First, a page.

Australia Set for Massive Shakeup to Crypto Regulations: Treasurer
Australia plans to strengthen regulations controlling non-cash payment methods and cryptocurrency exchanges. Josh Frydenberg, the country’s top state treasurer, stated on December 8 that this reform of the country’s banking and payment sector will be the largest in 25 years. This article explains the cryptocurrency regulation in Australia.
The Australian government set aside $573 million for the Digital Business Plan last year, which includes seven grants for distributed ledger technology. Nearly $5 million of the budgeted amount will be utilized to construct two prototype blockchain projects, the primary goal of which will be to minimize corporate expenses. Then, approximately $184 million, is established for the development of a digital identification system. According to Scott Morrison, the current premier minister, the strategy aims to sustain and rebuild Australia’s economy. It will aid in the removal of outmoded regulatory impediments and implement new technologies into the economy. In other words, we can conclude that the Australian government is quite supportive of the integration of crypto technologies into their economy.
Australia enacted a new law in October 2021 that allows law enforcement the authority to freeze digital assets as a result of the upsurge in fraud and theft. The law’s usefulness is still questionable because police must have direct access to the wallet to freeze it. There’s also the 2010 Competition and Consumer Protection Act which is against the law for businesses to mislead their customers. This way, advertising materials, and publications must contain no misinformation.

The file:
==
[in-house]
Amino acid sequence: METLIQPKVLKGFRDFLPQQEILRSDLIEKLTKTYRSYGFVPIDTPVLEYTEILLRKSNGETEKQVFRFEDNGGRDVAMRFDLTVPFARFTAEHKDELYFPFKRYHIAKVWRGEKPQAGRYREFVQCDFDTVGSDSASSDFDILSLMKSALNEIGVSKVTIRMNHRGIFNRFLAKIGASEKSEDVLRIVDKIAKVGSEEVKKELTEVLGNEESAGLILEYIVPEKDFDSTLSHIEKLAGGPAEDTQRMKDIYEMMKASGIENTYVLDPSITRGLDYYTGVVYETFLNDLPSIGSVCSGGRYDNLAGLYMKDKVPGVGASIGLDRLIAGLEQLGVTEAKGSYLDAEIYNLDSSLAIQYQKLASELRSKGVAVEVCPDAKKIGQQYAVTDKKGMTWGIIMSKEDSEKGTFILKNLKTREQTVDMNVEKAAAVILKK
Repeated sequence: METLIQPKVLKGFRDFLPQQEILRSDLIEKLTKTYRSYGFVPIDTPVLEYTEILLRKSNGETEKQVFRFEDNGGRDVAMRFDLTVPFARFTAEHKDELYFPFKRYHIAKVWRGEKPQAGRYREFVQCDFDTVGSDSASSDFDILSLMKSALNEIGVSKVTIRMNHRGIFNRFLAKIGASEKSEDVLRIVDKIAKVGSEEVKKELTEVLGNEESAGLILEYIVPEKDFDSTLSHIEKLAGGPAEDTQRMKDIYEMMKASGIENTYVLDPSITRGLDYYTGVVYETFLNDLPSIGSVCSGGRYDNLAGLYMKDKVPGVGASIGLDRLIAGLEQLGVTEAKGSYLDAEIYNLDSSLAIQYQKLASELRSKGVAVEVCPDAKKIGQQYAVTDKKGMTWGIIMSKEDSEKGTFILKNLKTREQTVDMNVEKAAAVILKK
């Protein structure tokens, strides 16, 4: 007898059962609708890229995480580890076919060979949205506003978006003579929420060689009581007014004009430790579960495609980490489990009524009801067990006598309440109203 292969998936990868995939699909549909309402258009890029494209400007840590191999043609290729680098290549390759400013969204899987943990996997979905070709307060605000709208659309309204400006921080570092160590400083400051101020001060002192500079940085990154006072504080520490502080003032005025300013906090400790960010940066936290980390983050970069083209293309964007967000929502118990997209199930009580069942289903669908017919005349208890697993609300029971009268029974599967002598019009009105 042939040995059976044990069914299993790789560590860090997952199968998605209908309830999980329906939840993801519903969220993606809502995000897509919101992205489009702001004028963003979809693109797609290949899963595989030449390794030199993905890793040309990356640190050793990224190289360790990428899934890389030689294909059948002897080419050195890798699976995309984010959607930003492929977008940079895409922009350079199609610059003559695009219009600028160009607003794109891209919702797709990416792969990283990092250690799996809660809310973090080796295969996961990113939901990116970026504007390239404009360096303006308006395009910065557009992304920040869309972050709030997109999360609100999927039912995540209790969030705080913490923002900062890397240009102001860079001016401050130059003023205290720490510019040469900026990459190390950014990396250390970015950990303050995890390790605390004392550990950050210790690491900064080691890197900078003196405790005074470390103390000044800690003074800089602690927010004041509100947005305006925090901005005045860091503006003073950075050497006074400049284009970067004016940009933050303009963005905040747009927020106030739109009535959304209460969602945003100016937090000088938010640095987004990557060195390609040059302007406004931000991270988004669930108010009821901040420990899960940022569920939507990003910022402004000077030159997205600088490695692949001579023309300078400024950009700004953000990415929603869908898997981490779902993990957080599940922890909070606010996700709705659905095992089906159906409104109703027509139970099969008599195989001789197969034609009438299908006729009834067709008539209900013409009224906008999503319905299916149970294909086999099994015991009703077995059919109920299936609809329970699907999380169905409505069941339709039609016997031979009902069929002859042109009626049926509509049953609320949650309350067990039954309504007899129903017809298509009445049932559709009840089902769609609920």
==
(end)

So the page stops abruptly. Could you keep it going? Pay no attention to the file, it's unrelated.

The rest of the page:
The government has no plans to restrict the public’s access to digital assets. Regulators are mostly concerned with the level of security since the government is searching for efficient measures to combat cybercrime and fraud. Moreover, the Reserve Bank of Australia announced a collaboration with Commonwealth Bank, National Australia Bank, Perpetual, and ConsenSys Software to develop Australian CBDC, in 2020. The project is currently in the research stage. For the time being, the regulator is researching the efficacy, dangers, and novelties of employing blockchain in wholesale markets.
However, the major change of crypto rules will affect cashless payment systems, such as Google Pay and Apple Pay, as well as enterprises that offer installment or deferred payment. Companies would be required to reveal all payment information, including fees and interest. Frydenberg believes that regulating bitcoin will protect consumers’ rights and investors’ interests. The rule would compel firms that acquire or trade cryptocurrencies to get an Australian license and to register with the state fiscal authorities. Every day, the Australian Taxation Office estimates that 55 million transactions worth around $463.5 billion take place in the country. Non-cash transactions account for 70% of all financial transactions. Meantime, According to Friedenberg, more than 800,000 Australians possess crypto-assets in some form, which is around 3% of the population.
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